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Old January 22nd, 2006, 09:21 AM   #1
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Boston Logan Nation's Leader in Runway Mishaps

Logan, a maze of runways, leads nation in airfield mishaps in '05
21 January 2006

BOSTON (AP) - Logan International Airport, the nation's leader in runway mishaps in 2005, juts into Boston Harbor like a swollen thumb.

On an 2,400-acre peninsula of mostly landfill, five runways stretching 38,500 feet are contorted into a misshapen triangle. Adding to the asphalt maze is 14 miles of taxiways, and the ongoing construction of a sixth, 5,000-foot landing strip.

"You've got a highway with lots of spaghetti interchanges and without good signs," said Capt. Mitchell Serber, who flies into Logan several times a year and heads an Air Line Pilots Association committee on airfield safety. "You are going to get people going the wrong way."

Last year, Logan saw a dramatic spike in runway incursions and surface incidents, aviation lingo for mishaps that can range from a near miss to a harmless wrong turn. The number topped out at 17 in less than a year when a plane rolled onto a runway without permission last November. By contrast, there were only three in all of 2004, and one in 2003.

"We have no definitive answers," said Harry West, manager of the Federal Aviation Administration's New England Runway Safety Program. "There is no one or two particular items that we can point at and say, 'This is the reason.'"

Mishaps doubled after ground was broken on a new runway in April 2005, but confusion caused by the construction can be blamed for only two incursions, West said. The other problems can be traced to a confluence of factors, including poor signs, outdated ground radar, human error and geographic issues that are unique to the 83-year-old airport.

Planes must always land and take off with or against the wind. To compensate for weather changes, airports offer a variety of runways that face different directions.

Newer airfields generally have more space, which means landing strips can be spread out.

Logan's size, however, constricts the runways into that distorted triangle with a maze of intersections. Factor in a major construction project that redirects the routes planes take to and from terminals, and things can get confusing even for seasoned pilots.

On an airfield, the slightest wrong turn can mean a runway incursion, or worse.

When a plane is on approach -- or poised to take flight -- officials designate a 500-foot wide protective buffer around an active runway.

Any violation of that buffer is counted as an incursion. But it could mean something as innocuous as another plane taxiing at the far end of an airstrip or a wayward luggage truck crossed the runway a mile from an approaching plane.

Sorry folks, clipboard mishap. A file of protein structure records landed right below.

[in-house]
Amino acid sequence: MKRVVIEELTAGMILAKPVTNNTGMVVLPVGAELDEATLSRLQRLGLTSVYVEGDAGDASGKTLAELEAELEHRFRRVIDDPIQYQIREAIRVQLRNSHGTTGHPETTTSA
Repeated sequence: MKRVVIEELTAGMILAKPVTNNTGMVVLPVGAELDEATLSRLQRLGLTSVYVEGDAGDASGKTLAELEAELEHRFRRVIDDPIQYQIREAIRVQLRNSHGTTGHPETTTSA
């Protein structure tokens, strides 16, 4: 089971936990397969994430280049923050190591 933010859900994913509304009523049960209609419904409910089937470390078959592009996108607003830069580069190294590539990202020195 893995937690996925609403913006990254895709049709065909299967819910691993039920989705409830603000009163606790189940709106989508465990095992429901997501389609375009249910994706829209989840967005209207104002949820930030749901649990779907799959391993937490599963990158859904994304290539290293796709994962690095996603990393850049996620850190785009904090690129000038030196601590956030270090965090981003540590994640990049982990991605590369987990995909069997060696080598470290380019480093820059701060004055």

Incursions are given different classifications -- from category A to D, with A being the most serious -- to show the seriousness.

At Logan, only one of the airport's 17 recent mishaps was a designated a category A. That near miss was on June 9 when a US Airways Jet came within 167 feet of an Aer Lingus plane as it was taking off. The incident, which involved a combined 381 passengers, is still under investigation.

A more-typical category D incursion happened on Jan. 1, 2005, when one plane began to roll forward for take off before a landing aircraft had taxied off the runway. The two planes never got closer than 4,000 feet from each other, documents show.

"When you put it in context, they happen very infrequently," said FAA spokesman Jim Peters. "But we don't want to see any."

There hasn't been a fatal collision on a United States runway since 1991 when 34 people died at Los Angeles International Airport after two planes collided.

Massport, the agency that operates the airport, did not return repeated phone calls by The Associated Press for this story. However, in November, Logan announced new safety measures aimed at reducing the risk of runway collisions.

Those steps included accelerated approval and construction of a taxiway designed to keep planes from crossing the runways while heading to or from gates, as well as a long-term plan to bring a three-dimensional simulator for the airport, an ongoing analysis of the airport's taxiways to reduce their complexity, and updated pilot maps of "hot spots" where previous incursions have occurred.

Massport also offered to pay nearly $9 million to speed the installation of a new ground radar system that works better in poor weather and at night and tracks everything on the airfield -- from jumbo jets to fuel tanker trucks.

New signs indicating where planes should hold have been added to the airfield, and officials have been supervising takeoffs and landings more closely.

In addition, a system of markings on the asphalt that tested well at T.F. Green International Airport in Warwick, R.I., is due to be completed at Logan by April 2006, Peters said. The necessary painting can't be done in cold winter weather, he said.

Other enhancements include a runway status lighting system that operates like high-tech traffic signals to warn pilots when it is safe to proceed.

Serber, from the Air Line Pilot Association, envisions monitors in cockpits that would link to the new ground radar and give pilots a real-time view of the airfield. But for now, he just wants that fresh coat of paint to illuminate the markings on Logan's old asphalt.

"It would make a difference," he said.
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